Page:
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More people than ever to get virus symptoms

By Jonathan Powell in London | chinadaily.com.cn | Updated: 2022-10-06 01:15

Passengers queue inside the departures terminal of Terminal 2 at Heathrow Airport in London, Britain, June 27, 2022. [Photo/Agencies]

Study says October will see UK record number of COVID-19 cases with illness

The number of people showing symptoms of COVID-19 in the United Kingdom is expected to reach a record amount at the end of the month, according to an independent ongoing study.

Waning immunity, children going back to school, and the change in temperature along with people spending more time indoors have sent rates soaring, experts say, with new daily symptomatic cases already having doubled in a month to hit 212,000 by Sunday, according to the ZOE Health Study developed by King’s College London.

Tim Spector, the King’s College professor who runs the ZOE app, which was formerly known as the COVID Symptom Study, said the data showed indications that a winter wave of COVID-19 had begun, reported iNews.

He said: “We are already at rates last seen in the June wave. And with rates on the rise, especially in the vulnerable elderly age groups, the impact on hospitalizations could be higher.”

The ZOE data also indicates common colds are spreading fast and are around five times more prevalent than COVID-19 cases.

Spector claims the ZOE study accurately monitors the start of COVID-19 waves, and can be two weeks ahead of official government statistics.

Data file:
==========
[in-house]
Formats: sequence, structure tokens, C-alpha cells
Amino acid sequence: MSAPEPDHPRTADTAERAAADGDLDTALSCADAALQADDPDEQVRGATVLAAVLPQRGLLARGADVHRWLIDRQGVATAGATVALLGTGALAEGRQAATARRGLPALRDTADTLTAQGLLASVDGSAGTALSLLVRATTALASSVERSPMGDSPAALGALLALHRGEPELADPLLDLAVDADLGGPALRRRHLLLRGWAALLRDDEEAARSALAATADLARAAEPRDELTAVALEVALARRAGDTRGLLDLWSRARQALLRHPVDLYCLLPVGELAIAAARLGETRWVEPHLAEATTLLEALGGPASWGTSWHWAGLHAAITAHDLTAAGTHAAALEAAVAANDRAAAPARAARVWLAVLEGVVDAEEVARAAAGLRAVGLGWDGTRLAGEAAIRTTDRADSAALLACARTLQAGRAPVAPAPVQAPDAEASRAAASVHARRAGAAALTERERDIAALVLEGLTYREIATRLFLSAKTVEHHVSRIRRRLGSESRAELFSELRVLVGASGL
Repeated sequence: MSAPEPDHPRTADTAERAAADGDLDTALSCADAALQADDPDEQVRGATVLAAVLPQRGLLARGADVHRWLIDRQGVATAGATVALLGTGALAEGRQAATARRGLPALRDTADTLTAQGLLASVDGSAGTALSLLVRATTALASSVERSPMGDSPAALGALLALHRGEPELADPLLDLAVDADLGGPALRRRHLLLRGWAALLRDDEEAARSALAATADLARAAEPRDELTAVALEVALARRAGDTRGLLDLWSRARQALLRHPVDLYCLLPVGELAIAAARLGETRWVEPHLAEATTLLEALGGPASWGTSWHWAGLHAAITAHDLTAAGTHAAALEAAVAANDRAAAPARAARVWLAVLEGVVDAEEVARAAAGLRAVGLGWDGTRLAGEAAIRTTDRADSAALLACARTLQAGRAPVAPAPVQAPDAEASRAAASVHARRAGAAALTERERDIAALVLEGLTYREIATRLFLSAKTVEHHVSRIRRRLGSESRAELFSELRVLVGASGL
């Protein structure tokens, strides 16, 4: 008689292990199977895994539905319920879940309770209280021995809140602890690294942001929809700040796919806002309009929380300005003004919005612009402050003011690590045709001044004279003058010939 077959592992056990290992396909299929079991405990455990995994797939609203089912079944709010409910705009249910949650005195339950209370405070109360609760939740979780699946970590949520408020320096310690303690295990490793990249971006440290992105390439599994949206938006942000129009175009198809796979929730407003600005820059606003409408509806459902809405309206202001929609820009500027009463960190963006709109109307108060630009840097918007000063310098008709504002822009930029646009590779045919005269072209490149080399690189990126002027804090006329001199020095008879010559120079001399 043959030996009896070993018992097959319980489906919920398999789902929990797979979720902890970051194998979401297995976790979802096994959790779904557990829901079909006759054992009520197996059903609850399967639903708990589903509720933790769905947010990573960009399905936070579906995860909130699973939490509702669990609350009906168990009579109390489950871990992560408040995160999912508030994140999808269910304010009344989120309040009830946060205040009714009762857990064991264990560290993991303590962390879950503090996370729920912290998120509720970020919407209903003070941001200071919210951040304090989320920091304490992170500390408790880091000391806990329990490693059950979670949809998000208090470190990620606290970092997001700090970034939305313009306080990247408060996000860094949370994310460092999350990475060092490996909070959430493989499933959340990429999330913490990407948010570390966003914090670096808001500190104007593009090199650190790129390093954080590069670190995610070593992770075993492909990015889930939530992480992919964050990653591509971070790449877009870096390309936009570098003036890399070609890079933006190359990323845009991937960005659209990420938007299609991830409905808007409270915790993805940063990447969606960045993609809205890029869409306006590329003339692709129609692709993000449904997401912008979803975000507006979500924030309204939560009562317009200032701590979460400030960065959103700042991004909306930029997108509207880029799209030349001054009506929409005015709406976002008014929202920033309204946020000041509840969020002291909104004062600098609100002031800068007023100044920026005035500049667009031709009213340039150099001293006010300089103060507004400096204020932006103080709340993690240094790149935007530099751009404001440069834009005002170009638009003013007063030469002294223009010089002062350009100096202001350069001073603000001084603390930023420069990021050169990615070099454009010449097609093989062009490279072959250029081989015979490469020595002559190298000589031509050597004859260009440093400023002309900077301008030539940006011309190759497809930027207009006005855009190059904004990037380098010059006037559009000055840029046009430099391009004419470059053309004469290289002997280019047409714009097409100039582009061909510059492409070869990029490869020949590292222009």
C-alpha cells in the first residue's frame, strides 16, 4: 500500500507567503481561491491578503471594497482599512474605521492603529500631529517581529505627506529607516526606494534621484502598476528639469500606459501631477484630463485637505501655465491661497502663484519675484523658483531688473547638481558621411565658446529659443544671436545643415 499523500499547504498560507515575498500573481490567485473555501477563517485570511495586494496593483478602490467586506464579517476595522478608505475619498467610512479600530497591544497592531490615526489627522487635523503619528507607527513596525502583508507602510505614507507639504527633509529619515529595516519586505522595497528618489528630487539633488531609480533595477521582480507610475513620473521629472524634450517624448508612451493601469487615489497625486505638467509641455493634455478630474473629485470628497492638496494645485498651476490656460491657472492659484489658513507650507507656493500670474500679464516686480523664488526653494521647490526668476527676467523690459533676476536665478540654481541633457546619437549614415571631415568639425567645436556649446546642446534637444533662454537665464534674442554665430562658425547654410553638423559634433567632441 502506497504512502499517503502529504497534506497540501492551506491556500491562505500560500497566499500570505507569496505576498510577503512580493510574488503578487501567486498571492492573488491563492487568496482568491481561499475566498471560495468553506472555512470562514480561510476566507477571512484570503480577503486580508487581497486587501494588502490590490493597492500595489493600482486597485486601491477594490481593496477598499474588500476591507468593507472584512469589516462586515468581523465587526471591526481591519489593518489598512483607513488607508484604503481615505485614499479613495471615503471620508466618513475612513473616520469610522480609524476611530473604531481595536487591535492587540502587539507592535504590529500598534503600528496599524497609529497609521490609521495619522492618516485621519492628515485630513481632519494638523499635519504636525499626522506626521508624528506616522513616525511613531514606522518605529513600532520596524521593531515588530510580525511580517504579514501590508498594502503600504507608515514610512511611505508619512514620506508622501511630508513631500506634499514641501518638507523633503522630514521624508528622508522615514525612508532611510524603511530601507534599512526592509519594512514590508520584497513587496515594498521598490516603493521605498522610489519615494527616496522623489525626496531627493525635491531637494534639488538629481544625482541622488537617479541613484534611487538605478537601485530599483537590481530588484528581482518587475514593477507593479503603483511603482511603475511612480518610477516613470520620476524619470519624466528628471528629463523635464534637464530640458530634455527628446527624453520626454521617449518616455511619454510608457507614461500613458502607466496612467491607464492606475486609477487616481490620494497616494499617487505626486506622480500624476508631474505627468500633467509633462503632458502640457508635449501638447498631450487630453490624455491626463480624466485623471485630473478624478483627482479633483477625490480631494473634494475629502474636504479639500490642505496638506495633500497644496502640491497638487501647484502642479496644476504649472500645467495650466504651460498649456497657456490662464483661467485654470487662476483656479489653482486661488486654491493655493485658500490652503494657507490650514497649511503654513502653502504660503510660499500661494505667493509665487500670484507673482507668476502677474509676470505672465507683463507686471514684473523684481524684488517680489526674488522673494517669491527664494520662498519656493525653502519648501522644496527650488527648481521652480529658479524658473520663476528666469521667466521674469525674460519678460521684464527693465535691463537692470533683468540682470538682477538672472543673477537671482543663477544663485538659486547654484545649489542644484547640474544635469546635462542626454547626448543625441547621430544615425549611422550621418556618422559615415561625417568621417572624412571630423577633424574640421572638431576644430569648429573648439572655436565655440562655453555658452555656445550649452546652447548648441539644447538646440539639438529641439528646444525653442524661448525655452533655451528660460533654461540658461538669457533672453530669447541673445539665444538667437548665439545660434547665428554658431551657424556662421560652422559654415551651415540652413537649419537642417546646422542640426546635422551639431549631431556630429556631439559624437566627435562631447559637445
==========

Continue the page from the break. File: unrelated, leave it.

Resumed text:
In a news release last week, Mary Ramsay, director of public health programs at the UK Health Security Agency, confirmed that COVID cases have started to climb and hospitalizations are increasing in the oldest age groups.

“It is clear now that we are seeing an increase which could signal the start of the anticipated winter wave of COVID-19,” she said.

Official data from the National Health Service shows COVID-19 infections in the UK are rising and now stand at more than 1 million in total, with a 14 percent rise in people testing positive in the week to Sept 20.

But the Office for National Statistics said there is not yet clear evidence of a seasonal wave, reported the BBC. Sarah Crofts, from the office’s COVID-19 Infection Survey, said: “It is too early to identify whether this is the start of a new wave of infections.”

The BBC noted that hospital admissions with COVID-19 were running at around 900 per day, compared to roughly 2,000 in July during the last surge of Omicron infections.

Spector is hopeful that his grim prediction two weeks ago that daily symptomatic cases could go as high as 600,000 or 650,000 a day by the end of this month will not come to pass, but insists figures will exceed the previous record high of 351,546, set in July.

“The youngest age group is showing possible early signs of case numbers slowing. Children tend to be a leader of infection trends, so if this continues next week it is possible that the COVID-19 wave might not be as bad as previously predicted,” he said.

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